This paper was an attempt to reflect on ideal interpersonal relationships within one’s school, problems that they hope will not develop, and strategies for solving problems. When dealing with other individuals, problems will occur. Humans are innately different and possess differing viewpoints and perspectives. This can and will lead to conflict. Everyone has an opinion of an ideal relationship, but an ideal relationship is different from a real relationship. When working with people, whether they are adults or children, a student teacher must pick his/her battles. Not all battles are meant to be fought, and not all battles will be won.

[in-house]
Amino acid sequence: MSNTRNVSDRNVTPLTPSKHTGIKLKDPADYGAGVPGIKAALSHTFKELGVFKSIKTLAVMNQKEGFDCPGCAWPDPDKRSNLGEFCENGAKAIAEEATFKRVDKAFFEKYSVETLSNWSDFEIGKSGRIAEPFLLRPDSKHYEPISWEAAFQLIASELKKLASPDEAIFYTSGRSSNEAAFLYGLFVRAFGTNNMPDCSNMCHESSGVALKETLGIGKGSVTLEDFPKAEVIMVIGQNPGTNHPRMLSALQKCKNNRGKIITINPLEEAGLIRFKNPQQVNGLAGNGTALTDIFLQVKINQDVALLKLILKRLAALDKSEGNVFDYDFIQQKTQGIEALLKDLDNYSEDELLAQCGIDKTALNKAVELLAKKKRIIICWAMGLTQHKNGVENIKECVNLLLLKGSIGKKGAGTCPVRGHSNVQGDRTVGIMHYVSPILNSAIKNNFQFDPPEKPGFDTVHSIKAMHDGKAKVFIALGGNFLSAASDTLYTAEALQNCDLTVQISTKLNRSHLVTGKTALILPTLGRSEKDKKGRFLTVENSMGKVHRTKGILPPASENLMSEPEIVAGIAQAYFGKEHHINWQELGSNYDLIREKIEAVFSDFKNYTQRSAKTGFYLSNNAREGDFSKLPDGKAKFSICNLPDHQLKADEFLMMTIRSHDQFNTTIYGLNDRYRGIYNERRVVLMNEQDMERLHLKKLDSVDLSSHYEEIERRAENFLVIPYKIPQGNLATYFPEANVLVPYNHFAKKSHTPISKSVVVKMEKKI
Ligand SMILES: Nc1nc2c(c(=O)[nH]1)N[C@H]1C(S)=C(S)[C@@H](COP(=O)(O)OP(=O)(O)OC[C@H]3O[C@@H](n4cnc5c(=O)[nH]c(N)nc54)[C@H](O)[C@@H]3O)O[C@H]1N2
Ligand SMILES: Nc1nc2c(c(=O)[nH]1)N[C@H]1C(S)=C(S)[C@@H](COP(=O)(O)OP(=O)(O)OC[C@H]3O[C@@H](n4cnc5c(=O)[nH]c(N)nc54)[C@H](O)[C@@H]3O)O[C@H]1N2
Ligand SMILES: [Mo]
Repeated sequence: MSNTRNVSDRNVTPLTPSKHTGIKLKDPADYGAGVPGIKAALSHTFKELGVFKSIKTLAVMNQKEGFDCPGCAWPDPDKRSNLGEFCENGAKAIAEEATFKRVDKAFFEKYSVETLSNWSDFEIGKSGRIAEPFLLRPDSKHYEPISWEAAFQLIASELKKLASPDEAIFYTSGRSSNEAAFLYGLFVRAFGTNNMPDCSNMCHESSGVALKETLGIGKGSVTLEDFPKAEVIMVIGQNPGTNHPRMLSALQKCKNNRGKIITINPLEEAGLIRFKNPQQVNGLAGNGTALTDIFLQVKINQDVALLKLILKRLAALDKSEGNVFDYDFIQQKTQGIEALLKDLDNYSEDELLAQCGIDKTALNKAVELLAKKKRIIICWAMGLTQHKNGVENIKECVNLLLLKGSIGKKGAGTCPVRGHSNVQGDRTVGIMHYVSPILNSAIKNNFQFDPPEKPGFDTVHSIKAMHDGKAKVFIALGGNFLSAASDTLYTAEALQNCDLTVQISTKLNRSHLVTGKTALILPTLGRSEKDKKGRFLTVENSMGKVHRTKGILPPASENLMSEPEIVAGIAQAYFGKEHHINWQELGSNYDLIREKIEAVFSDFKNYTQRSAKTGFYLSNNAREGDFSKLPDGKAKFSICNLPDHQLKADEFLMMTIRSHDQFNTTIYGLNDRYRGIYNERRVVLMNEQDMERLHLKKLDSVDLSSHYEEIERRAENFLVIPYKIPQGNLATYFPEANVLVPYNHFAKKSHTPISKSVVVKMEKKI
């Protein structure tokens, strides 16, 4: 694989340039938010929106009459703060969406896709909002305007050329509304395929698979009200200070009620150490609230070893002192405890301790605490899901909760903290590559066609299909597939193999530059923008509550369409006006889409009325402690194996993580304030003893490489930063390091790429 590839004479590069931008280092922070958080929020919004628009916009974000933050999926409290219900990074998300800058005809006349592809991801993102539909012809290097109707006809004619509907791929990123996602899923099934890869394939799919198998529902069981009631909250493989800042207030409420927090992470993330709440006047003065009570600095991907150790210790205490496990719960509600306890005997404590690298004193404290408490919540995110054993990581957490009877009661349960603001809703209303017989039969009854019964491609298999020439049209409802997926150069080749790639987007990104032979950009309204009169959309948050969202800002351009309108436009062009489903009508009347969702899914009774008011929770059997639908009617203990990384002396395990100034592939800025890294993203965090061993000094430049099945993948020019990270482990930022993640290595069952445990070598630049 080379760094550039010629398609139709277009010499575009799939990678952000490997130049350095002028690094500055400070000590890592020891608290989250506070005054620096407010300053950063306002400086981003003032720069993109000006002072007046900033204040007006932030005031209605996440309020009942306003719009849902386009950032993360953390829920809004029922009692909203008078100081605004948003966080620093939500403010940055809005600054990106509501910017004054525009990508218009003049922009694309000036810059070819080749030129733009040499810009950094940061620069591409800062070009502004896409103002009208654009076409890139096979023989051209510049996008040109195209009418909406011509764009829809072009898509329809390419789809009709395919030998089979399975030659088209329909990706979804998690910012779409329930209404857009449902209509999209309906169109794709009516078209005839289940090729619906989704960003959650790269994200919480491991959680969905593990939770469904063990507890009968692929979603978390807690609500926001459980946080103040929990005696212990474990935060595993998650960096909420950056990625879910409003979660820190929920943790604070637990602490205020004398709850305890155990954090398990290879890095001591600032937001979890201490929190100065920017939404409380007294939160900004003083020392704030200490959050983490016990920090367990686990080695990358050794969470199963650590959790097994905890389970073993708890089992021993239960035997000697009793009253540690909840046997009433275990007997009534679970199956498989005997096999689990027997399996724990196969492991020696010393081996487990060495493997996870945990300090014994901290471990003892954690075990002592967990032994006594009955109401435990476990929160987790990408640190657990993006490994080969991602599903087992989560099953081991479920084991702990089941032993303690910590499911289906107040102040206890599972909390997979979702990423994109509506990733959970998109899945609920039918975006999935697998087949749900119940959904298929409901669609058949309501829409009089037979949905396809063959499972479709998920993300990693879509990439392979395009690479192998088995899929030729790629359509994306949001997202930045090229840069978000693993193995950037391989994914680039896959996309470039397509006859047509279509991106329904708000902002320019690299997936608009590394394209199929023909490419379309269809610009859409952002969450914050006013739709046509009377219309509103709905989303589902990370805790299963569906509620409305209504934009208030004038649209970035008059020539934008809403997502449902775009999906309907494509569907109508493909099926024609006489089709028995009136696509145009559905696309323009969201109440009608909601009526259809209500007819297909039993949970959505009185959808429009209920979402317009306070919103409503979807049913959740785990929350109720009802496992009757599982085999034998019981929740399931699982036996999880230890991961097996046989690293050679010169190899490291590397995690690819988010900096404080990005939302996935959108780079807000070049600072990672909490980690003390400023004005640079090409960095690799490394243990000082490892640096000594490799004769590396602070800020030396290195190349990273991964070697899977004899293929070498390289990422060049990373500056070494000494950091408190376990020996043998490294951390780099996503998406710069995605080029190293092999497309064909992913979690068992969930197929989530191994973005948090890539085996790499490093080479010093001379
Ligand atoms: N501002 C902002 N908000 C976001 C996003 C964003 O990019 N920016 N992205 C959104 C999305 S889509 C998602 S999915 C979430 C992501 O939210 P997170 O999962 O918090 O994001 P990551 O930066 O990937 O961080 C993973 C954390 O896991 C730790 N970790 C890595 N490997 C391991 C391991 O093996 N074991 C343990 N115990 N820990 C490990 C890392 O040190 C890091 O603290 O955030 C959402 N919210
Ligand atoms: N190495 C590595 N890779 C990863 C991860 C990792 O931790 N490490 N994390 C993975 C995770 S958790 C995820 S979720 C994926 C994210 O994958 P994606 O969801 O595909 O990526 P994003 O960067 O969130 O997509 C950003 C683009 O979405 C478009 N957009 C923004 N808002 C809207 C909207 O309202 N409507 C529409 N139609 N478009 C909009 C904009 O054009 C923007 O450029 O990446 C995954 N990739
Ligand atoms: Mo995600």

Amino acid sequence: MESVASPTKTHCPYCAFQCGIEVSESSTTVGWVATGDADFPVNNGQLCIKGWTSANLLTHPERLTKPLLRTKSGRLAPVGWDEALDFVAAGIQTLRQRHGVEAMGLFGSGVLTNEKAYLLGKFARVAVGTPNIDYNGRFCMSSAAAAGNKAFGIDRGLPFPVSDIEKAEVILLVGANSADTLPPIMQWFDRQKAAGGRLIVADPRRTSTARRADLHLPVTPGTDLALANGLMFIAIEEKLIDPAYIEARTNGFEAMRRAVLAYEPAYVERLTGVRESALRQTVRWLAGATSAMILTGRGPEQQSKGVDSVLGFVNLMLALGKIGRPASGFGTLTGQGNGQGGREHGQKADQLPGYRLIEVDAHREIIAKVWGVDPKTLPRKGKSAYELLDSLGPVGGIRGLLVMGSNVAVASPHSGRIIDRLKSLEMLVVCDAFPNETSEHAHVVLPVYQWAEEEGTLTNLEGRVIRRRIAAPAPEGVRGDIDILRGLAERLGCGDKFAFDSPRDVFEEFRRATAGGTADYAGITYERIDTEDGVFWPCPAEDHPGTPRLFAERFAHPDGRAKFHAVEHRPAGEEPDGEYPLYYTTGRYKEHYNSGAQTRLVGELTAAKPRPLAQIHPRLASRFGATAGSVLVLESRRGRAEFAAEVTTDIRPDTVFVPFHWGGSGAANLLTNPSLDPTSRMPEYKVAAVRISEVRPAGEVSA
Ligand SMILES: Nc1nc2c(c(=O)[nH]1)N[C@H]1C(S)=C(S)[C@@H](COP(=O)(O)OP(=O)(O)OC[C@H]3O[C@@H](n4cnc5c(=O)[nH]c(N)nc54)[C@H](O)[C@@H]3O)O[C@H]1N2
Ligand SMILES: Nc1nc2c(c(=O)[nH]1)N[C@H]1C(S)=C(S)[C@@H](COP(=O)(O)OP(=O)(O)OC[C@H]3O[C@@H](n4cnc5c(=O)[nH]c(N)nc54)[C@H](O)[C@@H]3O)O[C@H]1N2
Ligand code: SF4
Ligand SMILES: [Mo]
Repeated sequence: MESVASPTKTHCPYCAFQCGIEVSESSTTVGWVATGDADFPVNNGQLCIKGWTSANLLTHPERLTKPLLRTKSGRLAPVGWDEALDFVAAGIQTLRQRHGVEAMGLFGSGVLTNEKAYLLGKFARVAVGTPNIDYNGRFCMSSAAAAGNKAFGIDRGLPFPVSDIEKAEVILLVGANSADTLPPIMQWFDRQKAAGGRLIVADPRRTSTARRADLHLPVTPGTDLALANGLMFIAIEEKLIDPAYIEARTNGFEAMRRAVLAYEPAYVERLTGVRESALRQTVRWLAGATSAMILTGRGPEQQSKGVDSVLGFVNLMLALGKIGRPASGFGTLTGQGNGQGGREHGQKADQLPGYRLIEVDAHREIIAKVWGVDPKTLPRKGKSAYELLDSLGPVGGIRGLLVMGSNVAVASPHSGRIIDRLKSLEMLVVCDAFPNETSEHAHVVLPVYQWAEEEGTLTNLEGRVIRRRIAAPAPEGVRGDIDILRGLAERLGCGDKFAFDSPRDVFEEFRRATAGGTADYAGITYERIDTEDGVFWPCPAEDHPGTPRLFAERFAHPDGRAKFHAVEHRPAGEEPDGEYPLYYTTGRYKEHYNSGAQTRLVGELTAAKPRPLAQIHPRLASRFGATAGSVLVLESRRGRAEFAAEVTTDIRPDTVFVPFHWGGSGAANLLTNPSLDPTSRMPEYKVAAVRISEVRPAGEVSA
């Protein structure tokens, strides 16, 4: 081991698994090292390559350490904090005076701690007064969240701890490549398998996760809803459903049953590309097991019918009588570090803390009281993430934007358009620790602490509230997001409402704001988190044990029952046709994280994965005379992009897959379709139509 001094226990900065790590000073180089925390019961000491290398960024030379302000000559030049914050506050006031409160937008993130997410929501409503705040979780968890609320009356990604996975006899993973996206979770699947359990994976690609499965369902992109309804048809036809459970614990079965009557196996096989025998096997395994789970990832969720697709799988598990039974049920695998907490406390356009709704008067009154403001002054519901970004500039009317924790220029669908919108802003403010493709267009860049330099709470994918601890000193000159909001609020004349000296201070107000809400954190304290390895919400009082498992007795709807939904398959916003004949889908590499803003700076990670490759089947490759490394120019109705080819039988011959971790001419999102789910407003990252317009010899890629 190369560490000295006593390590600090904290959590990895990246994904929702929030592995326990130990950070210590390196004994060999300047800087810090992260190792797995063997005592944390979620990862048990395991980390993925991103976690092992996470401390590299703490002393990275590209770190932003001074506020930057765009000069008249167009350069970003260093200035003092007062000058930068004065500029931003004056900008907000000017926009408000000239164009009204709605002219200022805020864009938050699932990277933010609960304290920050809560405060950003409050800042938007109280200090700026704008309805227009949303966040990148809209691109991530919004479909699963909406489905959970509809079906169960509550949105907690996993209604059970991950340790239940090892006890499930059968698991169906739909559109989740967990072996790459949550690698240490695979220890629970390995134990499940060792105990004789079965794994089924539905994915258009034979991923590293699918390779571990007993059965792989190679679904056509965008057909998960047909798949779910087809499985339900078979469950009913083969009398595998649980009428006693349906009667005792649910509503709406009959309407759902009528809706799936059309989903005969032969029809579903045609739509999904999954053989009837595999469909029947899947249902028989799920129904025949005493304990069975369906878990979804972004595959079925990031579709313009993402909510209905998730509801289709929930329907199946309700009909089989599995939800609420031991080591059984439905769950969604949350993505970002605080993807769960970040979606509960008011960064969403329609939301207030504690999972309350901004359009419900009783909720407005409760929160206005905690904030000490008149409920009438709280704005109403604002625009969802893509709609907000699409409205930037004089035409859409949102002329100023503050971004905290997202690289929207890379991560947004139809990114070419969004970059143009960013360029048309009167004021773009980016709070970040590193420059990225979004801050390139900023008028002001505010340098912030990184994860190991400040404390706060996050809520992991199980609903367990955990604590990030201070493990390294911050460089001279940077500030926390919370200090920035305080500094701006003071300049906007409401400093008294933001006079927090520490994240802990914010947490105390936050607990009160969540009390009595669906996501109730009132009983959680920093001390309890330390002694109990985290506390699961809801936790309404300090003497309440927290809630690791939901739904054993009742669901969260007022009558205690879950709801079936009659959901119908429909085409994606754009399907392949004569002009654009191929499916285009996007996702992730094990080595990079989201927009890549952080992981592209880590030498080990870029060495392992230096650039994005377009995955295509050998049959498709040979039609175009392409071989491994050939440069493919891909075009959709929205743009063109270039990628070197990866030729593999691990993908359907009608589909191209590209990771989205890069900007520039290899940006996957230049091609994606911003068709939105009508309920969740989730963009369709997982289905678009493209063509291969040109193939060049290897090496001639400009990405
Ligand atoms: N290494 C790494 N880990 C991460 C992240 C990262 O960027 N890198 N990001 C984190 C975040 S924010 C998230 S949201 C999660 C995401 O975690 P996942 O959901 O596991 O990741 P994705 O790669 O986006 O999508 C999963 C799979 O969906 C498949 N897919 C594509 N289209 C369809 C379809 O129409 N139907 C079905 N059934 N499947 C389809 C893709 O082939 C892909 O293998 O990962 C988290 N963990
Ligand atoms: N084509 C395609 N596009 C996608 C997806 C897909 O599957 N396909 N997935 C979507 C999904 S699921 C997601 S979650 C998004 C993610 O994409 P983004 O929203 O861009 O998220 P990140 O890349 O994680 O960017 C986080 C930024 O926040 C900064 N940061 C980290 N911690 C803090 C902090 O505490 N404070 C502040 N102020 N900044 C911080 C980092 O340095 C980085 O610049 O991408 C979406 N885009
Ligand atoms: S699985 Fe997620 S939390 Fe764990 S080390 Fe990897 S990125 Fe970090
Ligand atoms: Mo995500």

The battles worth fighting for are those with the goal to make both sides better for having fought and to create a win-win situation for all parties involved. A student teacher must remember that s/he is not only in the classroom to teach but to be taught. Student teachers should see problems as doorways to learning and growth and not as hurdles to be charged through and overcome.

Rebecca Schauffele: Teaching is my PASSION. I am fun-loving and really enjoy working with kids. Through my work, I hope to make a difference in the lives of youth and inspire them to dream big and work hard to reach their goals.
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Wednesday, August 29, 2007

How to Get Started in Home Schooling